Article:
The Tordi Fort was established in the 16th century by the Thakur Akhey Singhji of the Khangarot clan of Rajputs, upon the Thakur's return from victory in Kabul, Afghanistan with the horseback armies of Jaipur State. The King of Jaipur bestowed upon the Thakur the Kharag Vijay Khangar award for his excellent swordsmanship in battle. In return for his services in the victory over Kabul, the Thakur was granted the Jagir (fiefdom) of Tordi. The Fort was constructed in 1652 AD.
The Khangarot clan is an offshoot of the Kushwaha dynasty that once ruled Jaipur and Amer. Thakur Akhey Singhji was a descendant of Khangar Singh, the founder of the Khangarot clan. In the 16th century, after the overthrow of the regional chief, he began construction of the hilltop fortress that, though in ruins, still guards over Tordi today.
Tordi became one of the most important Jagirs of the state of Jaipur. It has been a silent witness to the progress of one family for centuries. The Palace has stood steadfastly by our family through the highs and the lows of 17 generations of life. It has protected us and given us shelter. Above all it has given us our identity.
The impressive Palace of Tordi, which began to be occupied by the fifth generation of the Khangarot clan, is situated in a cosy village at the foot of Tordi Mountain, tucked away in one of the ranges of the Aravalli hills. This range covers an area of 30 kms and abounds in natural beauty.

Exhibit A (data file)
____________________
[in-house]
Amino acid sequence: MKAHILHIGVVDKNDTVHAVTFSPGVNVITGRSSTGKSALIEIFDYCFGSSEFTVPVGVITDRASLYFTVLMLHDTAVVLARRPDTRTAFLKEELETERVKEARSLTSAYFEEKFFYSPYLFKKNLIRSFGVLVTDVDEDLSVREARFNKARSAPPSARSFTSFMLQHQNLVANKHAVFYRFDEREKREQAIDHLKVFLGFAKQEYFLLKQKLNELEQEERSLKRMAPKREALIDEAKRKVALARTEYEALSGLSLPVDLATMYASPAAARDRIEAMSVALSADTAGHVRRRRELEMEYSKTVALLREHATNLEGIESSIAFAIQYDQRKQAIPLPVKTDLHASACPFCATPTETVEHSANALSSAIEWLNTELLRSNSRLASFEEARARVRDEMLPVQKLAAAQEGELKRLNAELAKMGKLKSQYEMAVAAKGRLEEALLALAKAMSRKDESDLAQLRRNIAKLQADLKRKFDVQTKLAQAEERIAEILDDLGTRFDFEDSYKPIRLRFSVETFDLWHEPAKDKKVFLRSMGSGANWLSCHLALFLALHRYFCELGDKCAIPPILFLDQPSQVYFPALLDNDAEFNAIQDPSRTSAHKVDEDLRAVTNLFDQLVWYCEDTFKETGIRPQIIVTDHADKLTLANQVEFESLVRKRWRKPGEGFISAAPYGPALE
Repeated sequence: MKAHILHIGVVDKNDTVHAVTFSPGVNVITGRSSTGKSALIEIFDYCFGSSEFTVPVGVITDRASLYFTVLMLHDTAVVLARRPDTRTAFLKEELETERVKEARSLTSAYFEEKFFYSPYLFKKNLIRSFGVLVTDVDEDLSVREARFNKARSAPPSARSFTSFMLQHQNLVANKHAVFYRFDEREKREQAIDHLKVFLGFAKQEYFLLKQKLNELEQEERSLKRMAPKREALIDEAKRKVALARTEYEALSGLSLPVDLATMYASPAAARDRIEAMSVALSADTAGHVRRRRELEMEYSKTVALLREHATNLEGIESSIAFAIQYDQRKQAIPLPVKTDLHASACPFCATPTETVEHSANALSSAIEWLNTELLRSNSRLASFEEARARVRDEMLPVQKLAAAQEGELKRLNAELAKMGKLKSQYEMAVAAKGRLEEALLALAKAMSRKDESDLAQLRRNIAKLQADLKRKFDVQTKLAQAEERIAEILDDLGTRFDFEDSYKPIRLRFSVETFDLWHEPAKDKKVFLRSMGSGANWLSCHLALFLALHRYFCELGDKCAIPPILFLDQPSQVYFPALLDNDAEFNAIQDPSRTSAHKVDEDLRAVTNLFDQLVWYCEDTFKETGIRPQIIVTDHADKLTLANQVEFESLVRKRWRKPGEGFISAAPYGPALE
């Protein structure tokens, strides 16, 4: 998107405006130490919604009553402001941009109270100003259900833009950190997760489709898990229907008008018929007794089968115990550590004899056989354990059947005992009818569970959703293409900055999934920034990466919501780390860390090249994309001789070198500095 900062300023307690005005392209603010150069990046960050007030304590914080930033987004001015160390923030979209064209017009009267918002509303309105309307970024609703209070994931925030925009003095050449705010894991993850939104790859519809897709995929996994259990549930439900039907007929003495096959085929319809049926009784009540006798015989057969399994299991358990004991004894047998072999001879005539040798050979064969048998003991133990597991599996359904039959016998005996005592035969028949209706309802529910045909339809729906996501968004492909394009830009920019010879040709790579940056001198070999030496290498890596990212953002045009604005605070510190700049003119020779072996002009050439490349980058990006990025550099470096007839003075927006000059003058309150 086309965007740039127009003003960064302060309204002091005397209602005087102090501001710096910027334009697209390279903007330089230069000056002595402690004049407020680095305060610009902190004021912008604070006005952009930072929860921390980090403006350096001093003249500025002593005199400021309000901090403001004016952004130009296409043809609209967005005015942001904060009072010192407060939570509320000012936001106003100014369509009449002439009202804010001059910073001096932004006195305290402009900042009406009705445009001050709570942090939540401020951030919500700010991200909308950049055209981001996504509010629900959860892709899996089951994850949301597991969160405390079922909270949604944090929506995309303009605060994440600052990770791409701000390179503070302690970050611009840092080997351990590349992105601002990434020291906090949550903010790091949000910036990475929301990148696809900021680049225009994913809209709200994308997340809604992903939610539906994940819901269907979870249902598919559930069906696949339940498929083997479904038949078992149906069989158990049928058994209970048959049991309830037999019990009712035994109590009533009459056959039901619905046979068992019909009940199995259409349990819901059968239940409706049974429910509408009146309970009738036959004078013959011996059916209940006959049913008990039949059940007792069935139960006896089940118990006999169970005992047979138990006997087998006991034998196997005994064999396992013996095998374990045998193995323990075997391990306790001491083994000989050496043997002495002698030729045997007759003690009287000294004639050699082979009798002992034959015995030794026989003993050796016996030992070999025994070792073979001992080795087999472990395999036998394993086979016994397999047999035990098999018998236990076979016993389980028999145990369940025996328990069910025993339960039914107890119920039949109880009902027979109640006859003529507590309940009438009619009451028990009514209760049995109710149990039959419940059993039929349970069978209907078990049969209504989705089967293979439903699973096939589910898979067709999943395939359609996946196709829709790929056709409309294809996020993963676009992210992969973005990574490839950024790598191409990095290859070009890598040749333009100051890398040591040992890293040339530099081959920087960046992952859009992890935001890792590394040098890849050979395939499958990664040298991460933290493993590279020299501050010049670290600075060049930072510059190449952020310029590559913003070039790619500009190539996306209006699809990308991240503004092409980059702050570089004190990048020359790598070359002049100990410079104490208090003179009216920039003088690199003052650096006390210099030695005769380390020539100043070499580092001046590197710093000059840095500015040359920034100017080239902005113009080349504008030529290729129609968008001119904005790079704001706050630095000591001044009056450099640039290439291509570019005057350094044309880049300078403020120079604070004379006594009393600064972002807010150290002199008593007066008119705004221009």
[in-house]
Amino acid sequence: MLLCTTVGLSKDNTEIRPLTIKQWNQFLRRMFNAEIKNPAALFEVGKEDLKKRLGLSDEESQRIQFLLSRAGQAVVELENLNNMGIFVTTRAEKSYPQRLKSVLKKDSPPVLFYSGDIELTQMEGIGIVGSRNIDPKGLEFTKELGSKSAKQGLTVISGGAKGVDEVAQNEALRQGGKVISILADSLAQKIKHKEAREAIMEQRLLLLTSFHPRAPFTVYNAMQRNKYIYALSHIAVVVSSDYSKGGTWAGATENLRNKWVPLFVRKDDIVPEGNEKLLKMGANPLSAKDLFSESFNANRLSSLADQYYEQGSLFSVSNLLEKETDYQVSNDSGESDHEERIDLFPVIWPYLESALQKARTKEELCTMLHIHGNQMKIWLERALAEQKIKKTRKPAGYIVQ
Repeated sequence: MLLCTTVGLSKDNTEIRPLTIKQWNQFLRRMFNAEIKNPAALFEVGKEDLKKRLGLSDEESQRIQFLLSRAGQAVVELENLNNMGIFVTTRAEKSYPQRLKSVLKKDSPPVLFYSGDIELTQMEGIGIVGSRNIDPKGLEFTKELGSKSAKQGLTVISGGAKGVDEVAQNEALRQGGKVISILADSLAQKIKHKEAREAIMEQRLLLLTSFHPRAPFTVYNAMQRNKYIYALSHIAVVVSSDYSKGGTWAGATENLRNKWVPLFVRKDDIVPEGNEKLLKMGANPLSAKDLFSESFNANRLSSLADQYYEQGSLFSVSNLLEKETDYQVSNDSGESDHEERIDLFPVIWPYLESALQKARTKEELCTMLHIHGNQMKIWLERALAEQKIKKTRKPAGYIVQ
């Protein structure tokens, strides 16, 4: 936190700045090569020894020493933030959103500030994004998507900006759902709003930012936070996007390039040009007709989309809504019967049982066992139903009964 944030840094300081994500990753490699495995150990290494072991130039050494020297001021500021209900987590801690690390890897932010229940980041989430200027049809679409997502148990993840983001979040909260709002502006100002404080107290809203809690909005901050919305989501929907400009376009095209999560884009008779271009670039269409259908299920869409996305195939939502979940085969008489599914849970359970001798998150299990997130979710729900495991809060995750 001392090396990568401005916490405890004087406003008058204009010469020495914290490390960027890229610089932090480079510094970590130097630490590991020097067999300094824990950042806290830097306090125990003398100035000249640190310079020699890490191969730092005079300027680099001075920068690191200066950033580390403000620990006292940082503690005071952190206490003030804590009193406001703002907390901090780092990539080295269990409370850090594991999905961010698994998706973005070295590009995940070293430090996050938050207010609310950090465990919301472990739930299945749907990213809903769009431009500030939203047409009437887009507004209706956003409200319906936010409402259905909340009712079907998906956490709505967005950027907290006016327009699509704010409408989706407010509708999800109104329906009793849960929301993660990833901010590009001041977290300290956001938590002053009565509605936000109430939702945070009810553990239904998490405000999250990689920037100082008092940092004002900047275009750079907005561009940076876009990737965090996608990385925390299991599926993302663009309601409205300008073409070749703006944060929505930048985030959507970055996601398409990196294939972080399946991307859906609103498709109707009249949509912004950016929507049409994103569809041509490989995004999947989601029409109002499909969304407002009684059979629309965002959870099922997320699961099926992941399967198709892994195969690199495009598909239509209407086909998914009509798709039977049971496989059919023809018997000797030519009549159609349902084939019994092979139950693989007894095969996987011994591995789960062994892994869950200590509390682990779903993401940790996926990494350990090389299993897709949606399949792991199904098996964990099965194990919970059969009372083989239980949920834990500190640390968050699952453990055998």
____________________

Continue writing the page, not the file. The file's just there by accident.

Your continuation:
In 2010, the Palace began opening its doors to guests who are eager to experience the chivalrous hospitality of a Rajput chieftain and to relive, in their ancestral home, the glory of a bygone age.
The village seems untouched by the hustle and bustle of city life. It offers a superb opportunity to anyone who is interested in bird watching, cycling, fishing, and trekking in the mountains and sand dunes that surround the tranquil village.
The village boasts of a water reservoir which covers 25 kms of area and is the home to a number of migratory birds, including bar-headed geese, grey legs, pelicans, pintails, whistling teals, comducks, kingfishers, shikra, coots and spotbills. Tordi is surrounded by a series of hills and a long stretch of sand dunes where one can enjoy horseback riding as well as camel cart excursions.
Forests, seasonal rivers and canals, step wells and ancient temples are other features of the area, where local communities still live as they have done for centuries on their green farms that stretch around the village.
The beauty and the timelessness of nature and tradition at their best can be felt here.